Idolatry is at the core of our everyday experience. We often turn our hearts towards something or someone other than Christ, and this is the subject tackled by Steve Hoppe’s first book, Sipping Saltwater. In it I found a compelling analysis of the problem of the human heart, combined with some practical suggestions of ways to fight idolatry.
Hoppe, a pastor at Park Community Church in Chicago, argues that we have a problem with spiritual thirst. And we have this thirst because we live in a broken, far-from-paradise world. The metaphor of ‘salt water’ is used to mean anything which is good but ultimately never intended to satisfy us: “It comes in the form of money, sex, control, or comfort. It comes in the form of busyness, people, food, or works. It can come in the form of anything.”
The author shares his own story of how he tried to sip the ‘salt water’ of academic success whilst at college in order to satisfy his spiritual, emotional and psychological needs. But instead he experienced a ‘hangover’ of depression and anxiety, which drove him to work even harder. And so the cycle continued.
If ‘salt water’ can’t help us, then what can satisfy this thirst? To answer this question, the book moves on to examine the encounter between Jesus and the woman at the well in John 4. Hoppe applies this passage with great insight, explaining how Jesus is the only source of living water that can quench our spiritual thirst. We receive it not by works, but by faith in Jesus alone. Hoppe then shows us the means of accessing this ‘living water’ by turning to Acts 2. We see how the early Christians were devoted to the Bible, prioritised fellowship with one another, were dedicated to prayer and praise, and were passionate about evangelism. These ‘water fountains’ are not the living water themselves, but are the means by which we grow and flourish in our spiritual lives.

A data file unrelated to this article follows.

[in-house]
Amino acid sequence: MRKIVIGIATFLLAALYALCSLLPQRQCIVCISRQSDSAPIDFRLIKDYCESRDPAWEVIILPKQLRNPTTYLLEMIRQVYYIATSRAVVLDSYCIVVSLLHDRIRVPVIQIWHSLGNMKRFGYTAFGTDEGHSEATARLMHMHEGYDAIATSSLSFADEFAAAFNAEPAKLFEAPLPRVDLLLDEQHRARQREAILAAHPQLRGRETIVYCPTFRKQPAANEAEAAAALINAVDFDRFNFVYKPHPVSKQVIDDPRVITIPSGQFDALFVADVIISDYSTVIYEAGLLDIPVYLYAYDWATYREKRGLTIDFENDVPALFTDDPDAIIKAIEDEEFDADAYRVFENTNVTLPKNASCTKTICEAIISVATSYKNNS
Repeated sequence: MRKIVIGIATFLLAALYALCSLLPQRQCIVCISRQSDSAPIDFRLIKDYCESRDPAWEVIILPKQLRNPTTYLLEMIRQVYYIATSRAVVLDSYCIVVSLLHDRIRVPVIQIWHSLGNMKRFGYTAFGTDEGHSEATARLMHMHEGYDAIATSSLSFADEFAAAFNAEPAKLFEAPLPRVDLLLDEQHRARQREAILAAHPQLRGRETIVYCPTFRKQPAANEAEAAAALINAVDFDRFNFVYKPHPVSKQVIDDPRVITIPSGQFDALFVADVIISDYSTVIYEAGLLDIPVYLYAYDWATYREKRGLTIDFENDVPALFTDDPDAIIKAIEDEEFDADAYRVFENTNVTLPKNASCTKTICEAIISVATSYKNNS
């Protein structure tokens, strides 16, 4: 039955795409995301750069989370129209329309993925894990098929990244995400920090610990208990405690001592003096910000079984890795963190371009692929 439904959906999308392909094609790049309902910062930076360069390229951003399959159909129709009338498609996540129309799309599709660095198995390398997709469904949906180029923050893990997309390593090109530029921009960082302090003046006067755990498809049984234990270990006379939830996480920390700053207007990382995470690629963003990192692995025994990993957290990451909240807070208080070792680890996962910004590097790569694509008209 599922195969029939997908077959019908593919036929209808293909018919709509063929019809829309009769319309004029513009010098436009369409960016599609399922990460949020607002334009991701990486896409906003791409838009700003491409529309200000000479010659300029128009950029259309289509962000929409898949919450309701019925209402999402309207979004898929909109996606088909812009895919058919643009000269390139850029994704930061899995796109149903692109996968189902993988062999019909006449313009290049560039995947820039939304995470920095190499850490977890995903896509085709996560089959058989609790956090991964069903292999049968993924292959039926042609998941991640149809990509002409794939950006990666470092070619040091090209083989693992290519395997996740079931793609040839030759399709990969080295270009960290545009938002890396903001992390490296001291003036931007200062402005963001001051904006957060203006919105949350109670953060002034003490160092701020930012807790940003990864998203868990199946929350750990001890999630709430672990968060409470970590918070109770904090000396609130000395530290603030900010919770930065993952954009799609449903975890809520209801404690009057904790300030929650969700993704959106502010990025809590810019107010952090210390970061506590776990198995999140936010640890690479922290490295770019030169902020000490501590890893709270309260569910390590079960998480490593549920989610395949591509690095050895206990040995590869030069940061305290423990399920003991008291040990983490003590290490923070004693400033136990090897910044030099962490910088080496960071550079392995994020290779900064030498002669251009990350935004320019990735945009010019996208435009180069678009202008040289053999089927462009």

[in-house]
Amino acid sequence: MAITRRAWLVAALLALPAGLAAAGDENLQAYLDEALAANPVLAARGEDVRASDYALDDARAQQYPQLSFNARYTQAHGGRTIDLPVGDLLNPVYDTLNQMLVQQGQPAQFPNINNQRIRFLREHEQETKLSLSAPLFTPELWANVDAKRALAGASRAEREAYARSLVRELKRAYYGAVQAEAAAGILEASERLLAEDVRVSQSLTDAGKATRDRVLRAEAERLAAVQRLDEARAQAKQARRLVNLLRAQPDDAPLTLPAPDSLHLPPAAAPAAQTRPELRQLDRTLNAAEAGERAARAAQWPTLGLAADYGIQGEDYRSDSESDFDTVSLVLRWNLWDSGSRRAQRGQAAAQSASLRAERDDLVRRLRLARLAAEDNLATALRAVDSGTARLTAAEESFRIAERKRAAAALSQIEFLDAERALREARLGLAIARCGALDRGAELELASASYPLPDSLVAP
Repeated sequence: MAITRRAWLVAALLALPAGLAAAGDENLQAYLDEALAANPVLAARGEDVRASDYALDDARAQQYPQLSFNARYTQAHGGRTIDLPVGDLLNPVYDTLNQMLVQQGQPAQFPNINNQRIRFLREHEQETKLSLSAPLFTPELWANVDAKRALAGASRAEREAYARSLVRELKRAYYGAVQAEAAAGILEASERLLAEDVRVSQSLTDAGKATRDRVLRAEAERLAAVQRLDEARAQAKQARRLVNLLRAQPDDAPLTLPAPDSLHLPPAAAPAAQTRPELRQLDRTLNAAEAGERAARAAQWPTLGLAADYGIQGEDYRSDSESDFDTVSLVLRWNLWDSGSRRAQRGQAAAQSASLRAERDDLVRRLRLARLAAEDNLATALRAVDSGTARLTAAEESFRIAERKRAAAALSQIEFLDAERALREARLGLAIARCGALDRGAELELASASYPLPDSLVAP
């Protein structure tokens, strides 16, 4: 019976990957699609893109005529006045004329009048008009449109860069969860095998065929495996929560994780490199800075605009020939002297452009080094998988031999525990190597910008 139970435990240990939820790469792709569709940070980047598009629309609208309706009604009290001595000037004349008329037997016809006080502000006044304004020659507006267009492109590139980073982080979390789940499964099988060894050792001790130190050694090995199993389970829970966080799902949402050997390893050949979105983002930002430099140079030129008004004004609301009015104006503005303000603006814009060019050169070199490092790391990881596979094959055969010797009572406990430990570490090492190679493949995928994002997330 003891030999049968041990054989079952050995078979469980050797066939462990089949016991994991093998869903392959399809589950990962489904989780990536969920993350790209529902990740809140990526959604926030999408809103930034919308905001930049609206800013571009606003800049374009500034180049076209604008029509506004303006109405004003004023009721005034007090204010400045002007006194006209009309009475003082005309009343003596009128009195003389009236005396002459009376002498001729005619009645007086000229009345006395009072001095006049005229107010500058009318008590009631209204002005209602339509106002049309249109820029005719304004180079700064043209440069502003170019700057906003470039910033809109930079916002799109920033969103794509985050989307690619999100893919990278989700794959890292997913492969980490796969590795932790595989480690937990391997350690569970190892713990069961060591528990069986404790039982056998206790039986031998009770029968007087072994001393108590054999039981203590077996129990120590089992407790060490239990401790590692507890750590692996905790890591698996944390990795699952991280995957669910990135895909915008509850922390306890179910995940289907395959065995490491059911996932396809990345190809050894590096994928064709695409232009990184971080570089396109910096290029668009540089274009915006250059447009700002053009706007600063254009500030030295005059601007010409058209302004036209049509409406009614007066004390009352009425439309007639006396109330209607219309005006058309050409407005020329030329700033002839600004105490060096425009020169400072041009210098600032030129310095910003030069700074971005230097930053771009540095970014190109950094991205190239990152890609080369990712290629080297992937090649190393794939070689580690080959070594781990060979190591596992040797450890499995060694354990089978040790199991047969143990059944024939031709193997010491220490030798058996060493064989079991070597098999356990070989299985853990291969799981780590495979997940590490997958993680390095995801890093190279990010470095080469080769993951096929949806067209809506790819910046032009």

Finally, there is a helpful survey of the different gifts from God which we either tend to idolise or disparage as ‘garbage.’ Money, sex, food, and comfort are all gifts to be enjoyed, but often we turn them into ultimate things or go to the other extreme and demonise them. Here there is a challenge that calls us to reflect on different areas of our lives, to see what we treat as ‘gods’ or ‘garbage’, and encouraging us to change that mind-set to one of ‘gift.’
Sipping Saltwater is really accessible and, at 148 pages, is a pretty short read. If you enjoyed Tim Keller’s Counterfeit Gods, this book will unpack some of the same ideas using a slightly different approach. The author tells his own story in such an intimate way that I’m sure many readers will be able to relate to his experience. And alongside this he shares some good application of the Bible’s warnings against idolatry. It will be tremendously helpful for anyone who is caught in the ‘salt water cycle’ of looking for satisfaction in things that were never designed to provide it. It will be useful for new Christians who may be surprised that they are still tempted by the old sins of their former lives. And for older Christians too it will serve as a caution against trying to satisfy our thirsts in anything other than Christ.